New e₹ - Money changing form to digital! What does it mean for all?
The Reserve Bank of India (RBI), in its concept paper, revealed plans to commence a pilot launch of e-currency for specific use cases.
RBI broadly defines CBDC as the legal tender issued by a central bank in a digital form. Central Bank Digital Currency (CBDC) would differ from existing digital money available to the public as it would be a liability of the RBI and not of a commercial bank.
The CBDC can be classified into general purpose or retail (CBDC-R) and wholesale (CBDC-W). The digital rupee (e|) will aid in further boosting the digital economy, make the monetary and payment systems more efficient and contribute to financial inclusion.
- Retail CBDC can provide access to safe money for payment and settlement as it is a direct liability of the central bank
- Wholesale CBDC has the potential to transform the settlement systems for financial transactions and make them more efficient and secure
CBDC can be structured as ‘token-based’ or ‘account-based’.
- A token-based CBDC is a bearer instrument like banknotes, which means whosoever holds the tokens at a given point in time would be presumed to own them
- In contrast, an account-based system would require maintenance of record of balances and transactions of all holders of CBDC and indicate the ownership of the monetary balances
There are two models for issuance and management of CBDCs i.e.
Direct model (single tier model) and indirect model (two-tier model). A direct model would be the one where the central bank is responsible for managing all aspects of the CBDC system viz. issuance, account-keeping and transaction verification.
In an indirect model, central bank and other intermediaries (banks and any other service providers), each play their respective role.
What benefits can it entail?
CBDC can help reduce the cost associated with physical cash management and expenditure incurred on printing, to some extent The total expenditure incurred on security printing in FY22 was | 4,984 crore vs. | 4,012 crore in FY21. Various media publications mentioned RBI and banks together may be spending | 22000 crore in physical cash management. There can be much more cost to government, bankers, RBI, general public, which is not quantified though.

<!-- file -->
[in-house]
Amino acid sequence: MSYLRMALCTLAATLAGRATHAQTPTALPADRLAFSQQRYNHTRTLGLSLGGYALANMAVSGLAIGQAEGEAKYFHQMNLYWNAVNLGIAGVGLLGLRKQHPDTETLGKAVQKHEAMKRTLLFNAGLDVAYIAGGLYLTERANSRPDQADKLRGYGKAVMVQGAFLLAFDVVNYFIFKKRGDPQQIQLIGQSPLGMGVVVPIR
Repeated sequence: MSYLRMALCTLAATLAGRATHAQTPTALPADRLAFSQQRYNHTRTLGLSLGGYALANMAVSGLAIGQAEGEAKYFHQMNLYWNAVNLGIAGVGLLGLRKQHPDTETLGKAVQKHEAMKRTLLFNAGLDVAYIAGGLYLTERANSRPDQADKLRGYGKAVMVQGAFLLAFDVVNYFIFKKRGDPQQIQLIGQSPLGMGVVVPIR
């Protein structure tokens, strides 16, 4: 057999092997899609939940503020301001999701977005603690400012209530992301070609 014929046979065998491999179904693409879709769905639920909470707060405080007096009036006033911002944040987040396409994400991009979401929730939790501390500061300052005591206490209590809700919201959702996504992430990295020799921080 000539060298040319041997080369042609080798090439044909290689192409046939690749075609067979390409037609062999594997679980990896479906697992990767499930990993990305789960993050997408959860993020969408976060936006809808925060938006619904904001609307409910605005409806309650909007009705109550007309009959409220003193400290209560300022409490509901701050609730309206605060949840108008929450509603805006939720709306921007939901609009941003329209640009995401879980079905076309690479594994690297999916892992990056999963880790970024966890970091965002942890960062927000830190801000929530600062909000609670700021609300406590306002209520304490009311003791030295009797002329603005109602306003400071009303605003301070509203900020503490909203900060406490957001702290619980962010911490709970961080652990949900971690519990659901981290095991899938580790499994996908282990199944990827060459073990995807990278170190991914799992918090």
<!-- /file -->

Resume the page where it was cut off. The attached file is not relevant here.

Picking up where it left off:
Being a sovereign currency, CBDC will ensure settlement and, thus, reduces settlement risk in the financial system. In addition, it could also potentially enable a more real-time, cost-effective seamless integration of cross border payment systems.
It is fully guaranteed by the central bank with no risk of losing its face value and easily stored in large amounts.
Challenges to address?
CBDC does not alter the basic mechanics of monetary policy; Rather, it has the potential to enable timely transmission of monetary policy. The implications of CBDC for monetary policy essentially depends on the way it is designed and its degree of usage. In particular, it would depend on the following policy decisions:
- whether CBDC will be non-remunerated or remunerated - meaning interest will be paid or not on holdings
- whether it would be widely accessible just like physical currency, or limited to wholesale customers such as banks (as in the case of central bank reserves); and
- whether it will be anonymous like physical currency or ownership will be identifiable, which leaves the trail of different entries.
If CBDC could function like physical cash and fetch no interest income, in normal times, economic agents would prefer to keep their money in interest bearing bank deposits as opposed to CBDC. However, in the tail-risk event of economic instability or a system-wide bank run, CBDC could be viewed as a safer substitute of bank deposits. It is fully guaranteed by the central bank with no risk of losing its face value and easily stored in large amounts.
The recent innovations in technology-based payments solutions have led central banks around the globe to explore the potential benefits of issuing a central bank digital currency (CBDC). China has launched on a pilot basis in 2020 while 60 central banks have expressed interest in CBDCs and few of them are implementing on a pilot basis. During the FY23 Union Budget, Government of India had announced plans to launch the digital rupee.
It is similar to sovereign paper currency but in a different form, exchangeable at par with the existing currency and shall be accepted as a medium of payment, legal tender and a safe store of value. CBDCs would appear as liability on a central bank’s balance sheet and expected to minimise the cost of issuance of money and transactions.
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